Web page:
3 face terror charges after Chicago apt. raid

The Chicago police department mounted patrol watches while protesters march through the city during a demonstration Friday, May 18 2012, ahead of this weekend's NATO summit in Chicago.
AP Photo/Charles Rex Arbogast

(CBS/AP) CHICAGO - Three men arrested earlier this week when police raided a Chicago apartment were being held on terrorism conspiracy charges Saturday stemming from allegations that they tried to make Molotov cocktails ahead of the NATO summit, but the first major dress rehearsal of this weekend's large-scale protests was relatively peaceful.

Chicago police Lt. Kenneth Stoppa said the men face a bond hearing later Saturday on charges of conspiracy to commit terrorism, possession of an explosive or incendiary device and providing material support. Stoppa identified the men being held as Brian Church, 20, of Ft. Lauderdale, Fla.; Jared Chase, 24, of Keene, N.H.; and Brent Vincent Betterly, 24, of Oakland Park, Mass.

CBS Station WBBM reports some protesters said there was nothing more incriminating than home brewing equipment in the Bridgeport apartment where they were staying.

Their attorney, Sarah Gelsomino of the National Lawyers Guild, told the wire the charges were "trumped up."

The men are "absolutely in shock and have no idea where these charges are coming from," Gelsomino told The Associated Press.

The three defendants were among nine protesters arrested in a controversial raid at the Bridgeport apartment, in which several people complained that police mistreated them and violated their civil rights.

Six others also arrested Wednesday in the raid of the South Side apartment where they were staying were released Friday without charges being filed.

One of those protesters, Occupy activist Darrin Annussek of Philadelphia, denied there were Molotov cocktails in the apartment or that raw materials had been compiled to make them.

"No way," Annussek said. "If I had seen anything that even resembled (a Molotov cocktail), I would have left."

He claims that during 18 hours in custody, police never told him why he was arrested, read him his rights or allowed him to make a phone call. He said he remained handcuffed to a bench, even after asking to use a restroom.

"There were guards walking by making statements into the door along the lines of `hippie,' `communist," `pinko,"' a tired-looking Annussek told reporters just after his release.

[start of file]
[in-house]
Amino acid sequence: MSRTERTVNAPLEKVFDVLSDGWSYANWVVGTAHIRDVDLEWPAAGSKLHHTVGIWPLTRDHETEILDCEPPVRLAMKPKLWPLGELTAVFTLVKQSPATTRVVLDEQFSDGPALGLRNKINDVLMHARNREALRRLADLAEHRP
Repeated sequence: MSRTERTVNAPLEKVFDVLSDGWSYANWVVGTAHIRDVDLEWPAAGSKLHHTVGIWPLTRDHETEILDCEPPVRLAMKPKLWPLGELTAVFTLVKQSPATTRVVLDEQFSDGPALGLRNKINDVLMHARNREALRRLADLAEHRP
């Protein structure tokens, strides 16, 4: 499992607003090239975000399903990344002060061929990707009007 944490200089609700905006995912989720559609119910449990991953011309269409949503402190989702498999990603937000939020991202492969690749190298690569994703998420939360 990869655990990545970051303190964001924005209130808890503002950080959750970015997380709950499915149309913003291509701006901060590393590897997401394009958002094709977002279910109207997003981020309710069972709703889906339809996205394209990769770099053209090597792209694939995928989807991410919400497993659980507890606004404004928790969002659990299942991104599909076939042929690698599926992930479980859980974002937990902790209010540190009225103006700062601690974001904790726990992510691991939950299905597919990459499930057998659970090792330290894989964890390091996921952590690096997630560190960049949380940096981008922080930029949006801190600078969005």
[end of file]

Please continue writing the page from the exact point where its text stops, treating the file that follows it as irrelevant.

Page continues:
Stoppa declined to elaborate on the case beyond confirming the charges.

Security has been high throughout the city in preparation for the summit, where delegations from about 60 countries, including 50 heads of state, will discuss the war in Afghanistan and European missile defense.

Among the pre-NATO protests planned for Saturday was a march on the home of Mayor Rahm Emanuel. The big show will be on Sunday, the start of the two-day NATO summit, when thousands of protesters are expected to march 2 ½ miles from a band shell on Lake Michigan to the McCormick Place convention center, where delegates will be meeting.

On Friday, Chicago police on bicycles and foot tailed activists through the streets of the city, but ignored taunts and went out of their way to make as few arrests as possible. Protesters made a lot of noise and tried to evade police, but otherwise were relatively uneventful.

In all, police said there was a single arrest on a charge of aggravated battery of a police officer. Another man was briefly taken into custody, but he was released a short time later after being questioned by police, a department spokesman said.

Also, officers were seen trying to arrest a man who scaled a bridge tower and pulled down part of a NATO banner. Earlier, police handcuffed a man at the end of a noisy but largely peaceful rally organized by the nation's largest nurses union.

From the police side of the protest line, it went largely how Chicago Police Superintendent Garry McCarthy envisioned it earlier this month when he said, "We're not going to lock somebody up for dropping a banana peel."